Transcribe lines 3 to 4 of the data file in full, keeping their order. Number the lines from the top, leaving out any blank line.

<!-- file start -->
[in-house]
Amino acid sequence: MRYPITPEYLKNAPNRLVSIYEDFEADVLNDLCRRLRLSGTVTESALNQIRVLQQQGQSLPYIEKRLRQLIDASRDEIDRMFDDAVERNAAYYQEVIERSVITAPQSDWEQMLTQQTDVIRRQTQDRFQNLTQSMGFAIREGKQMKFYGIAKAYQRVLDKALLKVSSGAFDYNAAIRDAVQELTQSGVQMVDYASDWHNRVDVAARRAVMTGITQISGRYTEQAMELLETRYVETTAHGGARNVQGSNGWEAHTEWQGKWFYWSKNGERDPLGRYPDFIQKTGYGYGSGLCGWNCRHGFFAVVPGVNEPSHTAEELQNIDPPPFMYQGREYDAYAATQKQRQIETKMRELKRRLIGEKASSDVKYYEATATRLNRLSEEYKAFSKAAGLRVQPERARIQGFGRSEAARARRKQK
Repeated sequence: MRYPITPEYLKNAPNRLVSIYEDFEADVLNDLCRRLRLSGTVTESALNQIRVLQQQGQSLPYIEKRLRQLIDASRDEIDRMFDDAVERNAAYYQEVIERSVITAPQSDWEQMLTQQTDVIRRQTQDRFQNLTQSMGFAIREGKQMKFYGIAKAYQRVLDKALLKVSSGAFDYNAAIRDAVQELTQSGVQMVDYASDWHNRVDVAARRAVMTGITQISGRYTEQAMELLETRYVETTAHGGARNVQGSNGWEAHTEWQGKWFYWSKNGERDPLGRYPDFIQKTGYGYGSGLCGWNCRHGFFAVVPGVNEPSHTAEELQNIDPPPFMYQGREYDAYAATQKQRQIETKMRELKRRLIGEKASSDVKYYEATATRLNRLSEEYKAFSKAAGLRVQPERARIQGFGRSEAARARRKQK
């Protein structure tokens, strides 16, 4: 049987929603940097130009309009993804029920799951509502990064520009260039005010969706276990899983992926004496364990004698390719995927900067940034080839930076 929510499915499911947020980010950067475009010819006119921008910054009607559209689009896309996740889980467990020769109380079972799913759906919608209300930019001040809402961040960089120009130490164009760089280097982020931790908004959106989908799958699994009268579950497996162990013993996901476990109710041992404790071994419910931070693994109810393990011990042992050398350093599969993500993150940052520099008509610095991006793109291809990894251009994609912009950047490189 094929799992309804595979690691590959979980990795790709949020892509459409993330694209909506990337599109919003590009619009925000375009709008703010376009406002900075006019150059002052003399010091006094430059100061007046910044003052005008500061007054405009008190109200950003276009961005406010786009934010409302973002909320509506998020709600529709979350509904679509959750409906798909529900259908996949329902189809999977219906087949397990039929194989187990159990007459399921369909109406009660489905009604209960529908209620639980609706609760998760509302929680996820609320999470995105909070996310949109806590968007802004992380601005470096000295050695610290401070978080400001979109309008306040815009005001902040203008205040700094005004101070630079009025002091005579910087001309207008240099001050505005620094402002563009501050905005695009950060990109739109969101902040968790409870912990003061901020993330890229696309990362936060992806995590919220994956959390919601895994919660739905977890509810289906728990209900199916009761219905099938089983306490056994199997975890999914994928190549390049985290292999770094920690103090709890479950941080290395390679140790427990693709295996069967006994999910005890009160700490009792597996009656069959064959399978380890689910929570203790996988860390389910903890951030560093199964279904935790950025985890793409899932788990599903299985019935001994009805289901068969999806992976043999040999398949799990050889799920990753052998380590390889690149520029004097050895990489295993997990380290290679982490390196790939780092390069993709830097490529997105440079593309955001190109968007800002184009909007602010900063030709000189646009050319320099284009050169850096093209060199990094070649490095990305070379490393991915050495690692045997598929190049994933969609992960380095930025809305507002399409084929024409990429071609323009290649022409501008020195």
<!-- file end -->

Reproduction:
Repeated sequence: MRYPITPEYLKNAPNRLVSIYEDFEADVLNDLCRRLRLSGTVTESALNQIRVLQQQGQSLPYIEKRLRQLIDASRDEIDRMFDDAVERNAAYYQEVIERSVITAPQSDWEQMLTQQTDVIRRQTQDRFQNLTQSMGFAIREGKQMKFYGIAKAYQRVLDKALLKVSSGAFDYNAAIRDAVQELTQSGVQMVDYASDWHNRVDVAARRAVMTGITQISGRYTEQAMELLETRYVETTAHGGARNVQGSNGWEAHTEWQGKWFYWSKNGERDPLGRYPDFIQKTGYGYGSGLCGWNCRHGFFAVVPGVNEPSHTAEELQNIDPPPFMYQGREYDAYAATQKQRQIETKMRELKRRLIGEKASSDVKYYEATATRLNRLSEEYKAFSKAAGLRVQPERARIQGFGRSEAARARRKQK
């Protein structure tokens, strides 16, 4: 049987929603940097130009309009993804029920799951509502990064520009260039005010969706276990899983992926004496364990004698390719995927900067940034080839930076 929510499915499911947020980010950067475009010819006119921008910054009607559209689009896309996740889980467990020769109380079972799913759906919608209300930019001040809402961040960089120009130490164009760089280097982020931790908004959106989908799958699994009268579950497996162990013993996901476990109710041992404790071994419910931070693994109810393990011990042992050398350093599969993500993150940052520099008509610095991006793109291809990894251009994609912009950047490189 094929799992309804595979690691590959979980990795790709949020892509459409993330694209909506990337599109919003590009619009925000375009709008703010376009406002900075006019150059002052003399010091006094430059100061007046910044003052005008500061007054405009008190109200950003276009961005406010786009934010409302973002909320509506998020709600529709979350509904679509959750409906798909529900259908996949329902189809999977219906087949397990039929194989187990159990007459399921369909109406009660489905009604209960529908209620639980609706609760998760509302929680996820609320999470995105909070996310949109806590968007802004992380601005470096000295050695610290401070978080400001979109309008306040815009005001902040203008205040700094005004101070630079009025002091005579910087001309207008240099001050505005620094402002563009501050905005695009950060990109739109969101902040968790409870912990003061901020993330890229696309990362936060992806995590919220994956959390919601895994919660739905977890509810289906728990209900199916009761219905099938089983306490056994199997975890999914994928190549390049985290292999770094920690103090709890479950941080290395390679140790427990693709295996069967006994999910005890009160700490009792597996009656069959064959399978380890689910929570203790996988860390389910903890951030560093199964279904935790950025985890793409899932788990599903299985019935001994009805289901068969999806992976043999040999398949799990050889799920990753052998380590390889690149520029004097050895990489295993997990380290290679982490390196790939780092390069993709830097490529997105440079593309955001190109968007800002184009909007602010900063030709000189646009050319320099284009050169850096093209060199990094070649490095990305070379490393991915050495690692045997598929190049994933969609992960380095930025809305507002399409084929024409990429071609323009290649022409501008020195």